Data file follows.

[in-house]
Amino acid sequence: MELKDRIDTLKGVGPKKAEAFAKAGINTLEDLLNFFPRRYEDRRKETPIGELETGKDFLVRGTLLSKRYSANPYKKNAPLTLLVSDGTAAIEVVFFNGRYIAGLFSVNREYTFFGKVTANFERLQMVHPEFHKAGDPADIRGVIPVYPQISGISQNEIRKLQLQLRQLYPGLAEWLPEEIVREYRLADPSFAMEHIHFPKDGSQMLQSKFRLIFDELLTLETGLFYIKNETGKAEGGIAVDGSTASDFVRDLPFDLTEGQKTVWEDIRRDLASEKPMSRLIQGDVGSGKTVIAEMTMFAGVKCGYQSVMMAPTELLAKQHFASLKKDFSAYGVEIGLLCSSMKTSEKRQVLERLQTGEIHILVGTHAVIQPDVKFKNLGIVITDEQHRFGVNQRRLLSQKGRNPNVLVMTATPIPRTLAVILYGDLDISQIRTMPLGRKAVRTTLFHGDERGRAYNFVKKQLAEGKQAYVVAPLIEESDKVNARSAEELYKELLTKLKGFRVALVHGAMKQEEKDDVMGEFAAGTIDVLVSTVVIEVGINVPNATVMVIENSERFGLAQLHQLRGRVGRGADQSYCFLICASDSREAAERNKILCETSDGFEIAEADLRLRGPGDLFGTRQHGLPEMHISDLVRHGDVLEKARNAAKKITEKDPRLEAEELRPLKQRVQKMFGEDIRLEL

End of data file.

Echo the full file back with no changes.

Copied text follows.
[in-house]
Amino acid sequence: MELKDRIDTLKGVGPKKAEAFAKAGINTLEDLLNFFPRRYEDRRKETPIGELETGKDFLVRGTLLSKRYSANPYKKNAPLTLLVSDGTAAIEVVFFNGRYIAGLFSVNREYTFFGKVTANFERLQMVHPEFHKAGDPADIRGVIPVYPQISGISQNEIRKLQLQLRQLYPGLAEWLPEEIVREYRLADPSFAMEHIHFPKDGSQMLQSKFRLIFDELLTLETGLFYIKNETGKAEGGIAVDGSTASDFVRDLPFDLTEGQKTVWEDIRRDLASEKPMSRLIQGDVGSGKTVIAEMTMFAGVKCGYQSVMMAPTELLAKQHFASLKKDFSAYGVEIGLLCSSMKTSEKRQVLERLQTGEIHILVGTHAVIQPDVKFKNLGIVITDEQHRFGVNQRRLLSQKGRNPNVLVMTATPIPRTLAVILYGDLDISQIRTMPLGRKAVRTTLFHGDERGRAYNFVKKQLAEGKQAYVVAPLIEESDKVNARSAEELYKELLTKLKGFRVALVHGAMKQEEKDDVMGEFAAGTIDVLVSTVVIEVGINVPNATVMVIENSERFGLAQLHQLRGRVGRGADQSYCFLICASDSREAAERNKILCETSDGFEIAEADLRLRGPGDLFGTRQHGLPEMHISDLVRHGDVLEKARNAAKKITEKDPRLEAEELRPLKQRVQKMFGEDIRLEL